Plastic fibres from synthetic clothing are ending up in our food chain. Here's how to stop it happening.

Richard Kirby courtesy of Orb Media
This planktonic arrow worm, Sagitta setosa, has eaten a blue plastic fibre about 3mm long. Plankton support the entire marine food chain. Photograph: Richard Kirby/Courtesy of Orb Media

New studies show that the biggest plastic polluter of oceans and waterways is not plastic bags, it's fibres from synthetic clothing, otherwise known as microfibres. Every time these garments are washed, the tiny plastic fibres are released into the environment. With water treatment systems unable to filter them out, they end up in the sea and in the fish we eat. Microfibres have even been found in tap water worldwide, as well as in beer, honey, sugar and sea salt. [via The Guardian]


Clothing designer and textile scientist Emily Cooper, of Silkbody, believes consumers will not be able to make a difference to the insidious issue unless they are able to make the right choices when it comes to purchasing. She says knowledge of fibres and fabrics has been lost by recent generations and, with it, the ability to be discerning when shopping. 


Her own silk clothing line is compostable, breaking down after just 6 months. [read Emily's blog]


Plastic fibres have come to dominate the textiles market since they were invented in the 1930s and they now make up two thirds of all world fibre production. [via European Man-Made Fibres Association]


Emily has put together a tool kit to help consumers choose only natural, biodegradable fibres:


Check the label and say NO to:

 polyester
polypropylene
acryclic
nylon
polycotton (a blend of polyester and cotton)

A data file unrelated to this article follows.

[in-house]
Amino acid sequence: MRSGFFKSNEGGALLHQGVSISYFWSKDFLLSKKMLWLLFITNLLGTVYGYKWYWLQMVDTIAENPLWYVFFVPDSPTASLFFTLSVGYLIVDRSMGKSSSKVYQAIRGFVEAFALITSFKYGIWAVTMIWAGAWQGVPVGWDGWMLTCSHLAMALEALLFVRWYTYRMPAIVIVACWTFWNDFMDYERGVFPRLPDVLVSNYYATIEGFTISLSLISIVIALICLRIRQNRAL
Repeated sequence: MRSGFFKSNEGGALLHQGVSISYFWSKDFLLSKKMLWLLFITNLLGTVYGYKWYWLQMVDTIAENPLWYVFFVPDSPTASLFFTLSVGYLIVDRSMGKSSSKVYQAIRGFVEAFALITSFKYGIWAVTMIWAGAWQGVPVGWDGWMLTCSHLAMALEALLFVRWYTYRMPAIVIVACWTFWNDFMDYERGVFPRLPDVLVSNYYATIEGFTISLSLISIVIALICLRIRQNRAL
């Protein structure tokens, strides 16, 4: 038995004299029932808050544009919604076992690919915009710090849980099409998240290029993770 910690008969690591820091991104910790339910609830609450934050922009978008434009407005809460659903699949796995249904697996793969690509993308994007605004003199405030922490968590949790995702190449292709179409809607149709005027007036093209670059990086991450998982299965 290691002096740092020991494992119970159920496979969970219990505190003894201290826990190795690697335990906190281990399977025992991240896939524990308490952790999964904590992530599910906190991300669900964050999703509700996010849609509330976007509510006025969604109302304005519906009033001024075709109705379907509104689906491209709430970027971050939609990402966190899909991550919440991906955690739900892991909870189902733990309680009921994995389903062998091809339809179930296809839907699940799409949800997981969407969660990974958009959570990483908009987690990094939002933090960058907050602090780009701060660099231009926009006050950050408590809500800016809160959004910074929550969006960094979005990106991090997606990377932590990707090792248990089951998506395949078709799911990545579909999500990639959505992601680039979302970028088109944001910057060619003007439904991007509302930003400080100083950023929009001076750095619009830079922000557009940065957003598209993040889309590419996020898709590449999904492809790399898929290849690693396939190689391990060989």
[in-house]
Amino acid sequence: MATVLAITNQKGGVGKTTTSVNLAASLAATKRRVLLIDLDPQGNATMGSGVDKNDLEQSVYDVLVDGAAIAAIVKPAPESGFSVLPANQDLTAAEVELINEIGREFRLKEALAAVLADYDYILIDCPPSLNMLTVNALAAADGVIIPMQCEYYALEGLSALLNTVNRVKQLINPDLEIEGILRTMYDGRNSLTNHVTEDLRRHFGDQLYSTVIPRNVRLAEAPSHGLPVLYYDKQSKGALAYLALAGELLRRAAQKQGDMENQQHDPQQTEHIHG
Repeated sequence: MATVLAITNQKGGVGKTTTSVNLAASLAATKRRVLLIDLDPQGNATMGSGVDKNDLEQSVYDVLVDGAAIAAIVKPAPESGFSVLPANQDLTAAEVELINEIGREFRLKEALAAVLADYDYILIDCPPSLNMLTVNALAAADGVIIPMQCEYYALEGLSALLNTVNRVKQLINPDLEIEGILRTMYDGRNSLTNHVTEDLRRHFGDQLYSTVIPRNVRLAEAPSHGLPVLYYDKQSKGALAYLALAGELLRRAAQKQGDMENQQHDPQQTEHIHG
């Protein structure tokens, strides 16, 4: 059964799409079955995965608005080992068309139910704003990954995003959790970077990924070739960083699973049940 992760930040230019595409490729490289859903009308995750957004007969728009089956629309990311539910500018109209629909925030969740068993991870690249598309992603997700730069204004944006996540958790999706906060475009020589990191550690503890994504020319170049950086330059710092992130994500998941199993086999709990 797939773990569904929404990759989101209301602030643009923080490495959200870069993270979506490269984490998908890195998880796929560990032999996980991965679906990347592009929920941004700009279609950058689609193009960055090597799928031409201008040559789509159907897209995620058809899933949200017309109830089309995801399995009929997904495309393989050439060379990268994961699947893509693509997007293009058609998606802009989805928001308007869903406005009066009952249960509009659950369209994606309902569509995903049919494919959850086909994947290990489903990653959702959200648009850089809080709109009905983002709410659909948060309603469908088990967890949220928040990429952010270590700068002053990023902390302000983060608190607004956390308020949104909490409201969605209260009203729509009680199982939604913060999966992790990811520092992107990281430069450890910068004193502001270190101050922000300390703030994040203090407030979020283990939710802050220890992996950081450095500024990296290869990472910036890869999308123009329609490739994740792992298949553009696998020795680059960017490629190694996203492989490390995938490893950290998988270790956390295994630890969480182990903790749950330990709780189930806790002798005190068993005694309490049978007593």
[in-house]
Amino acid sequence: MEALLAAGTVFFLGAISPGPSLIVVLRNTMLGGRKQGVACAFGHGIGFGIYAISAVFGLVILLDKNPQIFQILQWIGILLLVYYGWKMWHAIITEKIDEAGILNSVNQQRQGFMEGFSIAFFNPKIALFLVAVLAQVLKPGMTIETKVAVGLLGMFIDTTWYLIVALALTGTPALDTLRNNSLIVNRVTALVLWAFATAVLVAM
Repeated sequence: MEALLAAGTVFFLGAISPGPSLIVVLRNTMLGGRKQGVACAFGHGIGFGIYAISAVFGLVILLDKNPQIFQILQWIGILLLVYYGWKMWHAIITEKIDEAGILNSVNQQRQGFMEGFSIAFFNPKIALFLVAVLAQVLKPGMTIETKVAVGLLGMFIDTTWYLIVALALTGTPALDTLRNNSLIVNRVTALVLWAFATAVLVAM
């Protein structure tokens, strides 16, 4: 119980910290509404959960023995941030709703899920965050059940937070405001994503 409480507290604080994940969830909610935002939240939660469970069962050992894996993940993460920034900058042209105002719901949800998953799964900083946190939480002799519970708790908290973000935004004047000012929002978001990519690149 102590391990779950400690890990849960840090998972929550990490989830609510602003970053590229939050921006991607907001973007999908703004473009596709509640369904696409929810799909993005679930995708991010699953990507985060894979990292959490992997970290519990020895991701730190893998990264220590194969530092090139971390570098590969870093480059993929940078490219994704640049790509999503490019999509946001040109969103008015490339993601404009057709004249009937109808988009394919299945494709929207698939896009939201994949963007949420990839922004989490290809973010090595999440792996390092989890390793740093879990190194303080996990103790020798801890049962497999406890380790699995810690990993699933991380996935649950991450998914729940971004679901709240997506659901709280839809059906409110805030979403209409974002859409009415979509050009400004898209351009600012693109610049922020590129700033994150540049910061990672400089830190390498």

The finer the fibres, the softer the fabric. Which is why microfibres are favoured for children's toys, fleecey tops and blankets. Products to avoid include:

fleece clothing
mink-feel blankets
plush toys
microfibre cleaning cloths
'quick-dry' towels

Instead, say YES to:

cotton
viscose (also called rayon, bamboo, Tencel)
linen
silk
wool (including merino wool)
other animal fibres such as cashmere and mohair

The synthetics industry began as a search for a cheaper alternative to silk at the turn of the century. Viscose, a fibre made from regenerated cellulose, was the first man-made fibre to be developed but it still had a natural base. The game-changer was nylon, introduced just prior to World War II and entirely synthesized from petrochemicals. Polyester followed in the 1950s. Synthetic fibres now account for the majority of our clothing and home textiles.


It's time consumers rediscovered the benefits of natural fibres. Silk is as robust as any 'technical' synthetic. It's even used in bullet-proof vests. Silk is as strong as steel, fast-drying, super-soft and odour-resistant as well as warm. Let's return to the original inspiration behind this failed experiment and do the earth and ourselves a favour."

Emily, Silkbody

Aside from choosing clothing made from biodegradable fibres, there are 7 other key ways you can minimise your impact on the environment with your clothing.

Comments

I’d really like a 3/4 sleeve top in a bright colour, preferably tangerine or red. Are you getting more in?

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